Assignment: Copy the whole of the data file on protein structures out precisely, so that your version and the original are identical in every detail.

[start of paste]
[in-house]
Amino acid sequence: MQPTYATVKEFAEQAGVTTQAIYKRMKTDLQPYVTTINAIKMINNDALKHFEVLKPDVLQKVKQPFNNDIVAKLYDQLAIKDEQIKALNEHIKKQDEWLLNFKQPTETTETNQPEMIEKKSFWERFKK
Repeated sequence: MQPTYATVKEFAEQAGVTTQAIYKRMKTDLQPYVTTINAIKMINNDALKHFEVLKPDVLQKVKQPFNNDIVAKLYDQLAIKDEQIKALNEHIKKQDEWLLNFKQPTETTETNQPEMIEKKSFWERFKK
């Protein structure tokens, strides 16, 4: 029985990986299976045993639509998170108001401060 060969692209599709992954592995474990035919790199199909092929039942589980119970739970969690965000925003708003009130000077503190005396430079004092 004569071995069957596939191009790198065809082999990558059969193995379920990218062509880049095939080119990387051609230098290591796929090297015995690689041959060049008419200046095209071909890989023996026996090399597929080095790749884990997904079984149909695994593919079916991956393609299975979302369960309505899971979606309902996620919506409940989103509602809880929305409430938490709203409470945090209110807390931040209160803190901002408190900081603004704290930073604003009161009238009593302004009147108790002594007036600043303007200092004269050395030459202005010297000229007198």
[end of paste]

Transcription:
[in-house]
Amino acid sequence: MQPTYATVKEFAEQAGVTTQAIYKRMKTDLQPYVTTINAIKMINNDALKHFEVLKPDVLQKVKQPFNNDIVAKLYDQLAIKDEQIKALNEHIKKQDEWLLNFKQPTETTETNQPEMIEKKSFWERFKK
Repeated sequence: MQPTYATVKEFAEQAGVTTQAIYKRMKTDLQPYVTTINAIKMINNDALKHFEVLKPDVLQKVKQPFNNDIVAKLYDQLAIKDEQIKALNEHIKKQDEWLLNFKQPTETTETNQPEMIEKKSFWERFKK
């Protein structure tokens, strides 16, 4: 029985990986299976045993639509998170108001401060 060969692209599709992954592995474990035919790199199909092929039942589980119970739970969690965000925003708003009130000077503190005396430079004092 004569071995069957596939191009790198065809082999990558059969193995379920990218062509880049095939080119990387051609230098290591796929090297015995690689041959060049008419200046095209071909890989023996026996090399597929080095790749884990997904079984149909695994593919079916991956393609299975979302369960309505899971979606309902996620919506409940989103509602809880929305409430938490709203409470945090209110807390931040209160803190901002408190900081603004704290930073604003009161009238009593302004009147108790002594007036600043303007200092004269050395030459202005010297000229007198």